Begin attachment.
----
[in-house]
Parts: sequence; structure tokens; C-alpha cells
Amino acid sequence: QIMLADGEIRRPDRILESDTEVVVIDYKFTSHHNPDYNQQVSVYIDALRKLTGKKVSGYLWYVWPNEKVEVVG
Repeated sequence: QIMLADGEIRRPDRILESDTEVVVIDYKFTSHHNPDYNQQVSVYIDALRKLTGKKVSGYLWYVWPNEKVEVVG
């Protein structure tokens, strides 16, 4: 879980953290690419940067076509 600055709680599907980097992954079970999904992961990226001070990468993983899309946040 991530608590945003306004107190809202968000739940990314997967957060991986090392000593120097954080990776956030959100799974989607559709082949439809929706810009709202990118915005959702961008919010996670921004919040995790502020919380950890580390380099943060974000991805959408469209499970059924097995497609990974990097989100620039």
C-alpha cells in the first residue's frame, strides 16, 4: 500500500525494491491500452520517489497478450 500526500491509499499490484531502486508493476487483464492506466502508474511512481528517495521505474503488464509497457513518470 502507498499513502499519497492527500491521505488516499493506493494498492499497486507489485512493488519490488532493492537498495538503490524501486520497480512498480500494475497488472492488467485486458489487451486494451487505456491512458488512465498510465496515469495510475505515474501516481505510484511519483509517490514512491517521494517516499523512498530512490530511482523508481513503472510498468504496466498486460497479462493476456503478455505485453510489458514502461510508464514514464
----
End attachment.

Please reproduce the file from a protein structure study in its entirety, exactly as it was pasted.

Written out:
[in-house]
Parts: sequence; structure tokens; C-alpha cells
Amino acid sequence: QIMLADGEIRRPDRILESDTEVVVIDYKFTSHHNPDYNQQVSVYIDALRKLTGKKVSGYLWYVWPNEKVEVVG
Repeated sequence: QIMLADGEIRRPDRILESDTEVVVIDYKFTSHHNPDYNQQVSVYIDALRKLTGKKVSGYLWYVWPNEKVEVVG
């Protein structure tokens, strides 16, 4: 879980953290690419940067076509 600055709680599907980097992954079970999904992961990226001070990468993983899309946040 991530608590945003306004107190809202968000739940990314997967957060991986090392000593120097954080990776956030959100799974989607559709082949439809929706810009709202990118915005959702961008919010996670921004919040995790502020919380950890580390380099943060974000991805959408469209499970059924097995497609990974990097989100620039």
C-alpha cells in the first residue's frame, strides 16, 4: 500500500525494491491500452520517489497478450 500526500491509499499490484531502486508493476487483464492506466502508474511512481528517495521505474503488464509497457513518470 502507498499513502499519497492527500491521505488516499493506493494498492499497486507489485512493488519490488532493492537498495538503490524501486520497480512498480500494475497488472492488467485486458489487451486494451487505456491512458488512465498510465496515469495510475505515474501516481505510484511519483509517490514512491517521494517516499523512498530512490530511482523508481513503472510498468504496466498486460497479462493476456503478455505485453510489458514502461510508464514514464